By Karen Hanna
Designed for reliability, Boy injection molding machines make only a fistful of maintenance demands on users. You can count the most important factors on one hand: hydraulics, process consistency, mechanical components, electrical control and safety.
“First and foremost, our machines are designed to require minimal annual maintenance, and what is required may seem simple, but it is very effective in keeping the life of our machines,” said national service manager Jason Canale, who offered a variety of preventive tips in an interview with Plastics Machinery Magazine for an upcoming story on maintenance.
Hydraulics is the most important factor, and oil is key. Technicians should check the condition of their machine’s oil every 5,000 hours by taking a sample from the bottom of the oil reservoir. This is especially important if the oil is running hotter than its optimal temperature, of around 104 to 113 degrees Fahrenheit. Also, every 5,000 hours, technicians should replace the high-pressure oil filter.
Every 20,000 hours, technicians should change their machine’s oil and wipe the inside of the oil reservoir with solvent and a lint-free cloth. Before it’s added, new oil must be filtered through a 5- or 10-micron filter.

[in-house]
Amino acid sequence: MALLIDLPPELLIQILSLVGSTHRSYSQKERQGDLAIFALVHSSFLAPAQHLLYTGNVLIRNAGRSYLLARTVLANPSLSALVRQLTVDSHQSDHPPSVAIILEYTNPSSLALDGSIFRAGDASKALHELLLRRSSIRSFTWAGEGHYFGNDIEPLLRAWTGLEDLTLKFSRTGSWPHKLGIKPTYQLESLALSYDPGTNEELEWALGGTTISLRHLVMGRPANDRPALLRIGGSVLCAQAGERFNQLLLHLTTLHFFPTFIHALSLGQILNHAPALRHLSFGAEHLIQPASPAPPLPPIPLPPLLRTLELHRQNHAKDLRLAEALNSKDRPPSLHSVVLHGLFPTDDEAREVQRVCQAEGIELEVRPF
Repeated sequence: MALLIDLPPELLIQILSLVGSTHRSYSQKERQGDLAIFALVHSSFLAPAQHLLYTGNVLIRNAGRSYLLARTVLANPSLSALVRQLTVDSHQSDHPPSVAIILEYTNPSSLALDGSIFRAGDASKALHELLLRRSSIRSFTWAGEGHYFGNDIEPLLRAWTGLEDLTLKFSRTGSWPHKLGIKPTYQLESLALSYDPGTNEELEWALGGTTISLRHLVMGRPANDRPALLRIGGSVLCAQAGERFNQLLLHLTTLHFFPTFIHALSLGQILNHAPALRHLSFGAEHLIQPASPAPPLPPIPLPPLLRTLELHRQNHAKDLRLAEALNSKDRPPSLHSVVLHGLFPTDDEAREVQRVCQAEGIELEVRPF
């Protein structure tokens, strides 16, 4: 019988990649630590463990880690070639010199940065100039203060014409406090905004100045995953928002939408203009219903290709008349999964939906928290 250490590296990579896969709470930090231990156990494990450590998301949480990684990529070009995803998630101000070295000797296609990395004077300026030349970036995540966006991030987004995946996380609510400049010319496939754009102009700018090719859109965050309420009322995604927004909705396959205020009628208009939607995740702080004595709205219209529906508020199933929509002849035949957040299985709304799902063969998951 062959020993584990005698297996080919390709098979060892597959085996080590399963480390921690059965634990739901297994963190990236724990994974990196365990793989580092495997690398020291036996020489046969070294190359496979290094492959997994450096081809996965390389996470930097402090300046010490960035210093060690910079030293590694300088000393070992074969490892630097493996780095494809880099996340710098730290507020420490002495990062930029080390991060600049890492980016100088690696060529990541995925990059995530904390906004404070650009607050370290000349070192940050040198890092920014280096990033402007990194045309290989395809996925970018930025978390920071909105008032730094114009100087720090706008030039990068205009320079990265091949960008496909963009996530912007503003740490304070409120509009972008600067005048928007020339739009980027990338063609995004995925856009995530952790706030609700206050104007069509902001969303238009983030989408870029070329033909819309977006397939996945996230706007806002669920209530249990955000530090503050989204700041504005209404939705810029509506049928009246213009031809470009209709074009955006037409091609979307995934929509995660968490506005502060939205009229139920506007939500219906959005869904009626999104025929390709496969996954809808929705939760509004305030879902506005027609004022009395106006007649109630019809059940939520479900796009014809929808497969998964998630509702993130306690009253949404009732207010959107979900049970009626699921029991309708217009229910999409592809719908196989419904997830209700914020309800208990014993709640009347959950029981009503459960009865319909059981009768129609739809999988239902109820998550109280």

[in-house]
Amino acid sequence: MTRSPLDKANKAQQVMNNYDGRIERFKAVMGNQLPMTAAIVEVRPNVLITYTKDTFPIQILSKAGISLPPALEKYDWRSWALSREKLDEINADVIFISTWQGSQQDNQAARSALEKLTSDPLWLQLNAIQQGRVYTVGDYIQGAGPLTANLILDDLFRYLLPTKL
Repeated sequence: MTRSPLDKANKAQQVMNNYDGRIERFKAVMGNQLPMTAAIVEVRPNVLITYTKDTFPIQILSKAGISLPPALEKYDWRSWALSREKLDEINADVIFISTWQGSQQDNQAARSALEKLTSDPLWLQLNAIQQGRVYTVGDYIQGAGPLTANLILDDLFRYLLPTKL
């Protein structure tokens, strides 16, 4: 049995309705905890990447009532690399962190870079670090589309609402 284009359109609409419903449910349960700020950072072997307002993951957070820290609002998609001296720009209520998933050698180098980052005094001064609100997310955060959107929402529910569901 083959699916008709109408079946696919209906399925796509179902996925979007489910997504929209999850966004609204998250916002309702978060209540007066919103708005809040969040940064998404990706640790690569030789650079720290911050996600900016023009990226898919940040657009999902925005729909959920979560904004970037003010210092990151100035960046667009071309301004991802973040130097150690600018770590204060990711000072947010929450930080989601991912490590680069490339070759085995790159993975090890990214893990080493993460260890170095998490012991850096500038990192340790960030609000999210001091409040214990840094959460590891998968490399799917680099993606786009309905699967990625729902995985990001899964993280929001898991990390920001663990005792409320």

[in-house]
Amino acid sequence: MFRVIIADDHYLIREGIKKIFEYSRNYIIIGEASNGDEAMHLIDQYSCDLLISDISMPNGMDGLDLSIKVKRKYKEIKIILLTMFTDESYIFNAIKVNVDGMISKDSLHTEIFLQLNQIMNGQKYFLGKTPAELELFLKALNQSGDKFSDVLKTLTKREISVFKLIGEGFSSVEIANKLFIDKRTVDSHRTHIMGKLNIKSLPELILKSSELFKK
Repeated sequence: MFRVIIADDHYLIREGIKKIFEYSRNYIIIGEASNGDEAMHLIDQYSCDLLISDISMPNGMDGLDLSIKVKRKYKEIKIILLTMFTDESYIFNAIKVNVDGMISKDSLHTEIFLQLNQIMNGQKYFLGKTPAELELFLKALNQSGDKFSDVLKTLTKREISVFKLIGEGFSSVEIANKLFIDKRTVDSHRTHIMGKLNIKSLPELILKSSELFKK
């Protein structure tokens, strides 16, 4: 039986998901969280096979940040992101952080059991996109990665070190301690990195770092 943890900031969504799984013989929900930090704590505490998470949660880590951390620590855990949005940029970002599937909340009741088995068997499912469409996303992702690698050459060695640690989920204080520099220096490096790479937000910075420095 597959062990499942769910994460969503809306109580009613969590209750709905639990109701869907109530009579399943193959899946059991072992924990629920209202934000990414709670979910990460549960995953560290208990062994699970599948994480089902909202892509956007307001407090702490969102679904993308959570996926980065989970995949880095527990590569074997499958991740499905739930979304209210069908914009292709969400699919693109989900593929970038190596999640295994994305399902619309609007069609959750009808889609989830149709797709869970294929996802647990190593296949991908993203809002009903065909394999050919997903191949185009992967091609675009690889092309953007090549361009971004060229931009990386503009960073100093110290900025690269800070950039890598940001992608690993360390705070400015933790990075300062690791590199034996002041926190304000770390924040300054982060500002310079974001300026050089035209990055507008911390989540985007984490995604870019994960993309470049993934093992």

In addition, technicians should check the oil-reservoir breather filter at least once a year for blockage to prevent the oil reservoir from being pressurized.
Canale also offered several tips involving process consistency, mechanical components, electrical control and safety. They include checking the mechanical linear stroke transducer couplings to be sure they are properly attached; using an anti-seize compound on the threads of barrel components, including the nozzle, screw tip and barrel-cap bolts; keeping all nuts and bolts tight; making sure the cooling fan for the electrical cabinet is working; checking for damaged wiring; and inspecting all safety devices daily.
Boy Machines Inc., Exton, Pa., 610-363-9121, www.boymachines.com
Karen Hanna, associate editor